If an employer pays an employee in lieu of notice, is the payment taxable?
Whether or not a payment in lieu of notice is taxable depends on the terms of the employee's contract. If the contract of employment contains an express clause allowing the employer to pay the employee in lieu of notice, the payment will represent wages and will, therefore, be subject to tax and national insurance contributions. If the contract of employment does not contain an express payment in lieu of notice clause, but the employer's custom and practice is always to pay in lieu, such a term may be implied into the contract of employment and any resulting payment in lieu may be taxable. However, if there is no payment in lieu of notice contract clause, and there is no risk of there being one implied, the payment will be regarded as compensation for a breach of contract (the failure to give the employee his or her contractual notice) and the first £30,000 will be tax free.
Where a payment is regarded as compensation, the question arises of whether the employer should pay the net or gross sum to the employee. Strictly speaking the employer is obliged to pay the employee only the net amount to represent the amount that he or she would have received but for the breach of contract by the employer.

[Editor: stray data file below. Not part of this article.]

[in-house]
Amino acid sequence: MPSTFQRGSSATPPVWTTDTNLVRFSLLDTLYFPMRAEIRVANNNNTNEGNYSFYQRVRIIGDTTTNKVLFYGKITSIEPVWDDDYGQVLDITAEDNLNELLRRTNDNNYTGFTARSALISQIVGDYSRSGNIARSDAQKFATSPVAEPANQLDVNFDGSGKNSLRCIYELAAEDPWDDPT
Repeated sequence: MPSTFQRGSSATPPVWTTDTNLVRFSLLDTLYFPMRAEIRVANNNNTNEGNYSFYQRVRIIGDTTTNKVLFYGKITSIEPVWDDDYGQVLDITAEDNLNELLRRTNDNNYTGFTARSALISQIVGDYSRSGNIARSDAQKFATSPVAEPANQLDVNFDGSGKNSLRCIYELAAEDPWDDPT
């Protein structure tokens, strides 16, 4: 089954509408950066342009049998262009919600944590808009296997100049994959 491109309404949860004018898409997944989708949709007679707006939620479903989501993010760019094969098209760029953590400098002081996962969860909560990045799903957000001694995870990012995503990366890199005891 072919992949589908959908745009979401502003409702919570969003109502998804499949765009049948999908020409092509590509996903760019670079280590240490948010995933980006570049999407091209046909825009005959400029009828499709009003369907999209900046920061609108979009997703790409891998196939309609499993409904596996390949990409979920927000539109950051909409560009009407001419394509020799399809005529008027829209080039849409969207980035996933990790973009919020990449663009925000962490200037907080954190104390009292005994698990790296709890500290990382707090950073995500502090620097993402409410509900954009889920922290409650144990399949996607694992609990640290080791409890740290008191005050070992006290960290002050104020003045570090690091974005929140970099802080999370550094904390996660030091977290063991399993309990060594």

However, many employers will make a gross payment to the employee as a gesture of goodwill. After all, if the employer had dismissed the employee without breaching the contract, the employer would be out of pocket to the same extent; it would, however, have paid the tax to HM Revenue & Customs.
The Government has announced that changes to the rules on taxation of termination payments will come into force from April 2018. Under proposals on which it has recently consulted, all payments in lieu of notice, whether contractual or not, will be subject to tax and national insurance. The £30,000 exemption will not apply to any payments in lieu of notice.